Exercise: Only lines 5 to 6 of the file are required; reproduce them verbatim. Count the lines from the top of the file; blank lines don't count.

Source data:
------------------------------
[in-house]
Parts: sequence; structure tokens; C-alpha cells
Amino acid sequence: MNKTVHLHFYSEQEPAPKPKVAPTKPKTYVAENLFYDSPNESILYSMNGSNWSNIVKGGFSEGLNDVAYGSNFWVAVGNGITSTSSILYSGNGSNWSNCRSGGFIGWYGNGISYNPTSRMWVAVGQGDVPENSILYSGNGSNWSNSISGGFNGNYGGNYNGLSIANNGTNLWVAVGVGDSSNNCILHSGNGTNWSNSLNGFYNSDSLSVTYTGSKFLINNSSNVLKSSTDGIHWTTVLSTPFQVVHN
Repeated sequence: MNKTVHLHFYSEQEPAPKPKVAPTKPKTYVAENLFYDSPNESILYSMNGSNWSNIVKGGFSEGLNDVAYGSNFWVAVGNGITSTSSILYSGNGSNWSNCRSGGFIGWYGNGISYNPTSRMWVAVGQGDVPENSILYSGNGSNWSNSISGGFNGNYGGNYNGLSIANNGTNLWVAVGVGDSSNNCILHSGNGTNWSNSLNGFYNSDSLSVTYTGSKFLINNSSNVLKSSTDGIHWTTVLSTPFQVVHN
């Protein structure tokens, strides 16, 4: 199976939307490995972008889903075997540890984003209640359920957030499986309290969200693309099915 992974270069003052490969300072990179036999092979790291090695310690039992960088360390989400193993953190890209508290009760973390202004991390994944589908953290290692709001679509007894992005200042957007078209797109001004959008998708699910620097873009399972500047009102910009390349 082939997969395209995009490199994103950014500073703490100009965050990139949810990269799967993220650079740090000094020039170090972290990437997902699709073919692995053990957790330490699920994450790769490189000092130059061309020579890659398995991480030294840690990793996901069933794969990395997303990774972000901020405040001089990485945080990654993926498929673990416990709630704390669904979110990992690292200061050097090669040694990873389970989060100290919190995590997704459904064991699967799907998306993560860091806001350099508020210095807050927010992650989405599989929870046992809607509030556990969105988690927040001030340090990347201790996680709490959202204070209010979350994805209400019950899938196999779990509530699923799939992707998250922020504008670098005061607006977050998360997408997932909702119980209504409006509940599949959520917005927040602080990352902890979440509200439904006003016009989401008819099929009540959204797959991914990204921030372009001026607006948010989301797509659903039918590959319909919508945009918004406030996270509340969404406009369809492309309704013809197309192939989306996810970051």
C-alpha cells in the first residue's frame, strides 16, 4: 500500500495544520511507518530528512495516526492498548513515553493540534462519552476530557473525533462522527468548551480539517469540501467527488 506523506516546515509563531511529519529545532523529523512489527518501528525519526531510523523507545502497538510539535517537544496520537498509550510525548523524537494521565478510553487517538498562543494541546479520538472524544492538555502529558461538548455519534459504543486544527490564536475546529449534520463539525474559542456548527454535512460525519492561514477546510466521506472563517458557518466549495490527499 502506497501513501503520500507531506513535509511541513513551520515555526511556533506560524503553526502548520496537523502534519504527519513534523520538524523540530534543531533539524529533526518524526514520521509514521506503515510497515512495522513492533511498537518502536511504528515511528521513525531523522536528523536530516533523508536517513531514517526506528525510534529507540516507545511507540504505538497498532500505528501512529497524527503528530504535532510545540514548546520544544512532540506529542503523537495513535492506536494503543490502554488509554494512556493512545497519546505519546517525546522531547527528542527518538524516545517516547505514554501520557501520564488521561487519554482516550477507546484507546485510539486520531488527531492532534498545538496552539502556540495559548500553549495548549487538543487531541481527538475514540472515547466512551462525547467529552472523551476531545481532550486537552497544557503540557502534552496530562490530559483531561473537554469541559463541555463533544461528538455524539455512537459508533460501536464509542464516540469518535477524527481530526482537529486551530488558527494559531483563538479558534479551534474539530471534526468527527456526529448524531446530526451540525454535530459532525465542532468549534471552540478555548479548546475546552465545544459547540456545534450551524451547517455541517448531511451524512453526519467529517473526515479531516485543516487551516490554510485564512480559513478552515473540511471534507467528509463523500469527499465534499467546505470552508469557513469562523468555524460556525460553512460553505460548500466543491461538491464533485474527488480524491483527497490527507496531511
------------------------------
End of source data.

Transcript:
């Protein structure tokens, strides 16, 4: 199976939307490995972008889903075997540890984003209640359920957030499986309290969200693309099915 992974270069003052490969300072990179036999092979790291090695310690039992960088360390989400193993953190890209508290009760973390202004991390994944589908953290290692709001679509007894992005200042957007078209797109001004959008998708699910620097873009399972500047009102910009390349 082939997969395209995009490199994103950014500073703490100009965050990139949810990269799967993220650079740090000094020039170090972290990437997902699709073919692995053990957790330490699920994450790769490189000092130059061309020579890659398995991480030294840690990793996901069933794969990395997303990774972000901020405040001089990485945080990654993926498929673990416990709630704390669904979110990992690292200061050097090669040694990873389970989060100290919190995590997704459904064991699967799907998306993560860091806001350099508020210095807050927010992650989405599989929870046992809607509030556990969105988690927040001030340090990347201790996680709490959202204070209010979350994805209400019950899938196999779990509530699923799939992707998250922020504008670098005061607006977050998360997408997932909702119980209504409006509940599949959520917005927040602080990352902890979440509200439904006003016009989401008819099929009540959204797959991914990204921030372009001026607006948010989301797509659903039918590959319909919508945009918004406030996270509340969404406009369809492309309704013809197309192939989306996810970051």
C-alpha cells in the first residue's frame, strides 16, 4: 500500500495544520511507518530528512495516526492498548513515553493540534462519552476530557473525533462522527468548551480539517469540501467527488 506523506516546515509563531511529519529545532523529523512489527518501528525519526531510523523507545502497538510539535517537544496520537498509550510525548523524537494521565478510553487517538498562543494541546479520538472524544492538555502529558461538548455519534459504543486544527490564536475546529449534520463539525474559542456548527454535512460525519492561514477546510466521506472563517458557518466549495490527499 502506497501513501503520500507531506513535509511541513513551520515555526511556533506560524503553526502548520496537523502534519504527519513534523520538524523540530534543531533539524529533526518524526514520521509514521506503515510497515512495522513492533511498537518502536511504528515511528521513525531523522536528523536530516533523508536517513531514517526506528525510534529507540516507545511507540504505538497498532500505528501512529497524527503528530504535532510545540514548546520544544512532540506529542503523537495513535492506536494503543490502554488509554494512556493512545497519546505519546517525546522531547527528542527518538524516545517516547505514554501520557501520564488521561487519554482516550477507546484507546485510539486520531488527531492532534498545538496552539502556540495559548500553549495548549487538543487531541481527538475514540472515547466512551462525547467529552472523551476531545481532550486537552497544557503540557502534552496530562490530559483531561473537554469541559463541555463533544461528538455524539455512537459508533460501536464509542464516540469518535477524527481530526482537529486551530488558527494559531483563538479558534479551534474539530471534526468527527456526529448524531446530526451540525454535530459532525465542532468549534471552540478555548479548546475546552465545544459547540456545534450551524451547517455541517448531511451524512453526519467529517473526515479531516485543516487551516490554510485564512480559513478552515473540511471534507467528509463523500469527499465534499467546505470552508469557513469562523468555524460556525460553512460553505460548500466543491461538491464533485474527488480524491483527497490527507496531511